Tokyo Drifter: ”Always wandering, always alone. Ask the wind where he’ll be tomorrow. Or the pretty girl whose breast he rested his head. He’s the Tokyo Drifter.”

Year:1966
Directed by Seijun Suzuki
Produced by Tetsuro Nakagawa
Written by Yasunori Kawauchi
Cast: Tetsuya Watari, Chieko Matsubara, and Hideaki Nitani

 

 

Even after a Yakuza boss forgoes his Yakuza past by disbanding his gang, A famed Yakuza named Tetsu stays loyal to his boss. But, soon Tetsu is forced to leave his boss and become a drifter in order to save his boss’s new business.

 

Tokyo Drifter is the story of a drifter that confronts the idea of loyalty in the Yakuza underbelly and the inability for a man to escape from his past. Although the plot is not highly elaborate, it is still executed strikingly well. Tokyo Drifter’s most striking feature is its dazzling visuals. Its visual span the range from the 60s era night clubs to the feudal-like Japanese town. Each setting represents the underlying mood of a certain scene. The night clubs take on the seedy nature of the Yakuza while the feudal era looking town gives Tetsu’s wandering adventures almost a Ronin like quality. One particular sequence in the village even includes sword fighting. The parallels between a Ronin and Tetsu is all too clear, for the sake of his boss, he becomes a wanderer and never loses the sight of this devotion even as a wanderer. Tetsu faces death on a daily basis for his lofty ideals like a Samurai following the Bushido. Or as he says himself ”I won’t give up my ideals until I see the truth for myself”. However, the semi-comedic moment at the Western-inspired bar is at odds with the rest of the melodramatic tone. The quirky style of that bar looks too much like it belongs in a different movie. Yet, the most notable part of the visuals are the places that look like monolithic labyrinths the movie jumps to during key moments. These very odd looking places really set a different mood. A kind of mood that’s akin to an elaborate stage play and even a musical as well. The musical-esque nature is repeatedly touched upon throughout the story. The characters but mostly Tetsu’s lover Chilharu is always singing a particular tune, that tune recounts the perilous predicament that Tetsu finds himself in. The whole narrative does gain a bit of a musical overtone due to this song, something that’s a natural fit for the overly melodramatic style of the show. The characters fit this melodramatic style as well, though they lack a bit of nuance since the characters are always stating their emotions with little subtlety; yet, they’re able to flow with the pumped up flavor of the tale naturally.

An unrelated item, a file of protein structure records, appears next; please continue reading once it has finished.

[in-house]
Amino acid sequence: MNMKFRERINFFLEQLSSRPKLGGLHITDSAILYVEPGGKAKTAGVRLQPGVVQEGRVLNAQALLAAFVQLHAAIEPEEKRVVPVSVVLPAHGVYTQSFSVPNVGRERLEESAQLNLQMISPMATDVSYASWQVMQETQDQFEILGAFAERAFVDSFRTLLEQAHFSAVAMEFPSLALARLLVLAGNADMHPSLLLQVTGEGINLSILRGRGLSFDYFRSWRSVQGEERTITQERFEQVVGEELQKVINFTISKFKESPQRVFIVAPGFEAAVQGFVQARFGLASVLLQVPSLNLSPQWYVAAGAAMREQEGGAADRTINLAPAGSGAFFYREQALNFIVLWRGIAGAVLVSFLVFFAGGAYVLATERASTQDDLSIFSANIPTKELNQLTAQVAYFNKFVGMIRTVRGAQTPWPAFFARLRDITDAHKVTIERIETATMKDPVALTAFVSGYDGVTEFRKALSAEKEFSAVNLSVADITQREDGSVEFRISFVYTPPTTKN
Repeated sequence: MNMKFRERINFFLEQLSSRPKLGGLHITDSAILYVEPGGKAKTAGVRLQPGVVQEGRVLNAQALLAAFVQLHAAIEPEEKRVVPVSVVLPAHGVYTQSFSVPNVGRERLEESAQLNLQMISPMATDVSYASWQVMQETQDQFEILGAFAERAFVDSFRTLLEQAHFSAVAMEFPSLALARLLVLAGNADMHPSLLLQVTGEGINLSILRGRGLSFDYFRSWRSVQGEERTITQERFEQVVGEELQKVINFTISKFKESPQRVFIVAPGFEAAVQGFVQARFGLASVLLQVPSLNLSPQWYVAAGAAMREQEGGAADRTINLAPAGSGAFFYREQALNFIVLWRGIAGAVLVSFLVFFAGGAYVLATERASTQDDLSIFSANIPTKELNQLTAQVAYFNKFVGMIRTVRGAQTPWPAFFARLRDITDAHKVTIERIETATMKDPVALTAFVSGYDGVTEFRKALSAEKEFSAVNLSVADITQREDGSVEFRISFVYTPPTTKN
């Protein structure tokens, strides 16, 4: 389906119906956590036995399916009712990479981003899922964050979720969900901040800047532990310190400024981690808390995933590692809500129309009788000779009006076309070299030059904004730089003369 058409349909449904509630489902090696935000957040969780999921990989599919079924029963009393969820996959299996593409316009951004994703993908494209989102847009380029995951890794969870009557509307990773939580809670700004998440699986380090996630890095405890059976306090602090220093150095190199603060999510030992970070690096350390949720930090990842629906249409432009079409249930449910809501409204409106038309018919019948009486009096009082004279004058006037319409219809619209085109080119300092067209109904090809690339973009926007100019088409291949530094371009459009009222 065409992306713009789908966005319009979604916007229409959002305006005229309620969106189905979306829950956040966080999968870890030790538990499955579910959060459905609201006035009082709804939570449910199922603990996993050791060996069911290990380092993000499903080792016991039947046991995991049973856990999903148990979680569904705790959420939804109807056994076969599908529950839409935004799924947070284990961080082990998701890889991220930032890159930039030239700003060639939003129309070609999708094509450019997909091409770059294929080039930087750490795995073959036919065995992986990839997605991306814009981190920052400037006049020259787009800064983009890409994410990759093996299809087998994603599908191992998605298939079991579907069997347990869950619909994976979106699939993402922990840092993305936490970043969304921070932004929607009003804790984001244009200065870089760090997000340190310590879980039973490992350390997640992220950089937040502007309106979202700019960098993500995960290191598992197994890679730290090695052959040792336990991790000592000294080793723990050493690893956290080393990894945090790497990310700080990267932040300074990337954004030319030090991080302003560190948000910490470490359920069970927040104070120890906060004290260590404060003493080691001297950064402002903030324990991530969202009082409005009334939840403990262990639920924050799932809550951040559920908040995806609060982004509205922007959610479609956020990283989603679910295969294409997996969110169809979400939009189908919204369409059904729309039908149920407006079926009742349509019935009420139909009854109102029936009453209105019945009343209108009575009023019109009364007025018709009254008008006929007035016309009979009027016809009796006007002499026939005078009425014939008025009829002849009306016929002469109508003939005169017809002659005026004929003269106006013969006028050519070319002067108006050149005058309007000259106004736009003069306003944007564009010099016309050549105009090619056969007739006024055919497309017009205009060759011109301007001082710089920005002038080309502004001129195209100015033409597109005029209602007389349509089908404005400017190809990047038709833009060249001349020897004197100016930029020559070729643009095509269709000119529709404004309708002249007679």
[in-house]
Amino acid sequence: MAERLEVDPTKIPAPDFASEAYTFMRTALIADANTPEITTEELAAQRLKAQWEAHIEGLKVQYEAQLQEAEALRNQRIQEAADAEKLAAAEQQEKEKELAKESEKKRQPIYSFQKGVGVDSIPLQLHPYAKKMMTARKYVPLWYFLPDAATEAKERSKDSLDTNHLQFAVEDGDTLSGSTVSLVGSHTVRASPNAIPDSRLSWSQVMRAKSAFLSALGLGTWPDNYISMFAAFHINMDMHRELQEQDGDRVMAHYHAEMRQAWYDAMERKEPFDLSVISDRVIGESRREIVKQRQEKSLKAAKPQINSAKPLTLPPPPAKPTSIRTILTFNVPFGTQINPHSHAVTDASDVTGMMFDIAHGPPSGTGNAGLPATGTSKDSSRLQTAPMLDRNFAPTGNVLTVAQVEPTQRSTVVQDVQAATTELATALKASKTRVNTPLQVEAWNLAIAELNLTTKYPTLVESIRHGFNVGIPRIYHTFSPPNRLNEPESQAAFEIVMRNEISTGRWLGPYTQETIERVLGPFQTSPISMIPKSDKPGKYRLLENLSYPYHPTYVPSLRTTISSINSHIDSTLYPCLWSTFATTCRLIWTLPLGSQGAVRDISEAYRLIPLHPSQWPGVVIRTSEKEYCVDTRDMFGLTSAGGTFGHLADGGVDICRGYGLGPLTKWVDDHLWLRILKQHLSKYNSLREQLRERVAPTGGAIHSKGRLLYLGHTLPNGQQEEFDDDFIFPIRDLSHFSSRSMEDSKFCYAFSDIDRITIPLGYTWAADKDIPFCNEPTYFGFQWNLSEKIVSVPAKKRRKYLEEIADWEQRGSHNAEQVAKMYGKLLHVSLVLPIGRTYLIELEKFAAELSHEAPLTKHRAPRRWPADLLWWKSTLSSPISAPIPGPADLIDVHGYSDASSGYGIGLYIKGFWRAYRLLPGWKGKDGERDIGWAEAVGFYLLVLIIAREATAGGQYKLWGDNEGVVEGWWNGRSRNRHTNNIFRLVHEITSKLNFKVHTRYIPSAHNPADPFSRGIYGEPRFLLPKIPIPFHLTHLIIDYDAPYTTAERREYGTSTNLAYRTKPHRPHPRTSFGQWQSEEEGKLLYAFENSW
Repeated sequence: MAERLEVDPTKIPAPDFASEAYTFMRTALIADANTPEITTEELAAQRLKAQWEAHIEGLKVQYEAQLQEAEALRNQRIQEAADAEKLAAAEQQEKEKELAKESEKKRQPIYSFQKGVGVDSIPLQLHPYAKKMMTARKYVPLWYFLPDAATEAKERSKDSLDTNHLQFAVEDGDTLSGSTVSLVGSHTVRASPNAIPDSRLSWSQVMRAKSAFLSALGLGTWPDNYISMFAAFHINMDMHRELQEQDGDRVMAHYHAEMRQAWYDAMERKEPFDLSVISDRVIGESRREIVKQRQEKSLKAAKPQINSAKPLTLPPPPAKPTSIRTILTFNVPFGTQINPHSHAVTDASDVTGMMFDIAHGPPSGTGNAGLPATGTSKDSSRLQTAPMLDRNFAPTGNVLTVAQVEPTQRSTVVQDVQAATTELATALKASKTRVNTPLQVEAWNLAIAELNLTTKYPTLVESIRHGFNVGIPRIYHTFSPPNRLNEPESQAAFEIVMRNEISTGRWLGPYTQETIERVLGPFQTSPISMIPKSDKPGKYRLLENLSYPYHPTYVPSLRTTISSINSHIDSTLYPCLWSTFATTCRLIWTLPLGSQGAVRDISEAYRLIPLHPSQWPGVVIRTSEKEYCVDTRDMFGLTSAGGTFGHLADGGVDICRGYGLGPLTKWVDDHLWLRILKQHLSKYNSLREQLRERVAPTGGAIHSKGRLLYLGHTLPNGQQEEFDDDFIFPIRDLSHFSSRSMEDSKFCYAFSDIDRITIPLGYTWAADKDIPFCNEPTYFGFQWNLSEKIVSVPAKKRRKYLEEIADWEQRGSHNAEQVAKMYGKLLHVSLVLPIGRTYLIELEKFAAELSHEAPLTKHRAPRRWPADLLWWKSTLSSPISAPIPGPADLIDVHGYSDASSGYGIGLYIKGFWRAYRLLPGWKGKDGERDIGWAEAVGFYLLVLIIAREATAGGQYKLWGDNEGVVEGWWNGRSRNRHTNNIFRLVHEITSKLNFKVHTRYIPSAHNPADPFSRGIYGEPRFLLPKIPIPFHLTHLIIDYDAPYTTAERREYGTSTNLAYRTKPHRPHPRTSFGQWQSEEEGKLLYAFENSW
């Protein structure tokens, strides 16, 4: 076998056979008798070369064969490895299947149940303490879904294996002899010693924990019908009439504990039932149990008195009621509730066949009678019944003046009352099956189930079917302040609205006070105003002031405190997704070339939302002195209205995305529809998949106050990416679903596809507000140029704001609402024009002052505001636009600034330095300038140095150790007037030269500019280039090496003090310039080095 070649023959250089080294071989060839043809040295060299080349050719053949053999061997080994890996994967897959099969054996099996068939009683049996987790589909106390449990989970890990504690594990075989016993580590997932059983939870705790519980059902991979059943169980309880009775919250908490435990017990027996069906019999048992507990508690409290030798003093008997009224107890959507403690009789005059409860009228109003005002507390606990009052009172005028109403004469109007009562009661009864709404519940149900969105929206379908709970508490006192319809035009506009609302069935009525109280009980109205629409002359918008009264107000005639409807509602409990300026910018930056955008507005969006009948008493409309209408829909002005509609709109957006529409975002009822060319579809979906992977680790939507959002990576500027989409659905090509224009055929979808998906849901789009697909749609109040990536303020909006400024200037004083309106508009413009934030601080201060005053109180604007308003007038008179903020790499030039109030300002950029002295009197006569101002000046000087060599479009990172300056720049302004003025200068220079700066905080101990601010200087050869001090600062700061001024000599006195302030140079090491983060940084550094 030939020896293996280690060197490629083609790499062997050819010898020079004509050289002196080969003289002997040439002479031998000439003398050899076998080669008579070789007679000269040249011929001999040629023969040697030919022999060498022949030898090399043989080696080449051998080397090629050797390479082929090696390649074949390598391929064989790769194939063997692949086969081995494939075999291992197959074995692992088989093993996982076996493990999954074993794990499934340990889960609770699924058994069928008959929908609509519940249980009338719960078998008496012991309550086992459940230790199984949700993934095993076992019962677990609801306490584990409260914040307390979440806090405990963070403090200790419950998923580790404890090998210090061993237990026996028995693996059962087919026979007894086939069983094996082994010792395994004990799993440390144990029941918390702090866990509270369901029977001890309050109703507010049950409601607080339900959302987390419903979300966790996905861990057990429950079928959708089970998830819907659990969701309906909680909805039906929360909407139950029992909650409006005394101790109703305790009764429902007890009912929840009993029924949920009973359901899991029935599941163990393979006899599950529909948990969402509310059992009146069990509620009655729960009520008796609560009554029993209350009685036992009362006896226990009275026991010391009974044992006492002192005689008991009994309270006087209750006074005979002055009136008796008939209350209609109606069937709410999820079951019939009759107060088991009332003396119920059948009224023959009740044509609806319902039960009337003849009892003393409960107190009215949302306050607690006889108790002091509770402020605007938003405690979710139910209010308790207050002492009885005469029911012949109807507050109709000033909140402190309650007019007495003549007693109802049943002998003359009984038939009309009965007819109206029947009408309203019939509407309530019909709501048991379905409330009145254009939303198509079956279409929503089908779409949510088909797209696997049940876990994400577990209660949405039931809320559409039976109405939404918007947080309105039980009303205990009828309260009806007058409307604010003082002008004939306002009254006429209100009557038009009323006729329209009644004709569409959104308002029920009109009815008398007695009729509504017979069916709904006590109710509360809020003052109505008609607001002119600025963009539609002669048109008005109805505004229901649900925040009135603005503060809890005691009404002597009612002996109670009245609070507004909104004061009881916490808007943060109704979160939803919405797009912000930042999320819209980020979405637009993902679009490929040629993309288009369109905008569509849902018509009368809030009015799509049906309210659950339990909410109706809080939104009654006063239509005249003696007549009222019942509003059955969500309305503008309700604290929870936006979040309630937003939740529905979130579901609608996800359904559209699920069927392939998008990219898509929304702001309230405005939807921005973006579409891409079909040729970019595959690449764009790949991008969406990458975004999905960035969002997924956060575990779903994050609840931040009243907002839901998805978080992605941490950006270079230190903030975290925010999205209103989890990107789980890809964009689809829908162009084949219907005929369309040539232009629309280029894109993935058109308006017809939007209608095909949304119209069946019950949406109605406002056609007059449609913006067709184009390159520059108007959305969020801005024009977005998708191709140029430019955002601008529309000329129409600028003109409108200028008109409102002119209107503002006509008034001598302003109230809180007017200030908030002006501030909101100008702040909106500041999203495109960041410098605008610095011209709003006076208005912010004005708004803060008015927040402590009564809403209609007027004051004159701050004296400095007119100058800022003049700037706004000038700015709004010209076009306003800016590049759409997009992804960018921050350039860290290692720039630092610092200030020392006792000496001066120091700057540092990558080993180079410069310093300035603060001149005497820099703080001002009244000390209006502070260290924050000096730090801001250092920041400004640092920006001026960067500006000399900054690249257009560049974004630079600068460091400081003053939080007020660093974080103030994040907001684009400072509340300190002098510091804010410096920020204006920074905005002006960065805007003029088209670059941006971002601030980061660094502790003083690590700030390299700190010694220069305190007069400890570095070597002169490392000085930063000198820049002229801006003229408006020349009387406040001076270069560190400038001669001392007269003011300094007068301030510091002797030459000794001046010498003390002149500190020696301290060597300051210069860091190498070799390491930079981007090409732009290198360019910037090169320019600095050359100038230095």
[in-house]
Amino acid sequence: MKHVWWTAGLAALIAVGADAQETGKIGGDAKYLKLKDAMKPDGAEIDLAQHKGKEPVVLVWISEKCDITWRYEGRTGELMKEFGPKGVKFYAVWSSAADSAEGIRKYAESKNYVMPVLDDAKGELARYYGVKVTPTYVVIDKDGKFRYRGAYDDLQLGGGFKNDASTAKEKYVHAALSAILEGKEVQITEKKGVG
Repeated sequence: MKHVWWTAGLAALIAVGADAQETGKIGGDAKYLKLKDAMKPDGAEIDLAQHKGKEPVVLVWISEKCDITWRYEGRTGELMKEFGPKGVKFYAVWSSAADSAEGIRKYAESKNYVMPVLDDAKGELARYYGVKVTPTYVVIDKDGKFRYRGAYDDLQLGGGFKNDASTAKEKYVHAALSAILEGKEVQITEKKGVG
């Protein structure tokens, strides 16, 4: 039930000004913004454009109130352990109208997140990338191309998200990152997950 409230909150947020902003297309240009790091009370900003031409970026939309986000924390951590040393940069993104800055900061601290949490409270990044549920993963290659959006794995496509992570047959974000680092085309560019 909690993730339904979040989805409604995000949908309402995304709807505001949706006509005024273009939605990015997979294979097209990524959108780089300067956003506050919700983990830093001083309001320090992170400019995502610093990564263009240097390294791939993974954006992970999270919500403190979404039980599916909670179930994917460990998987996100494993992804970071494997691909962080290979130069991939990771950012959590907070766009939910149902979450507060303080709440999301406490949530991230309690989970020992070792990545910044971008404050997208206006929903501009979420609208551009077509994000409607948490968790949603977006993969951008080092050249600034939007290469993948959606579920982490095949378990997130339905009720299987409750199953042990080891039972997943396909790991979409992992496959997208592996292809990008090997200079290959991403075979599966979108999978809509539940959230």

At the center of Tokyo Drifter is an emotional tale of an honest Yakuza member trying to keep his honor. While at the forefront of Tokyo Drifter is a striking surreal visual adventure that will dazzle you.

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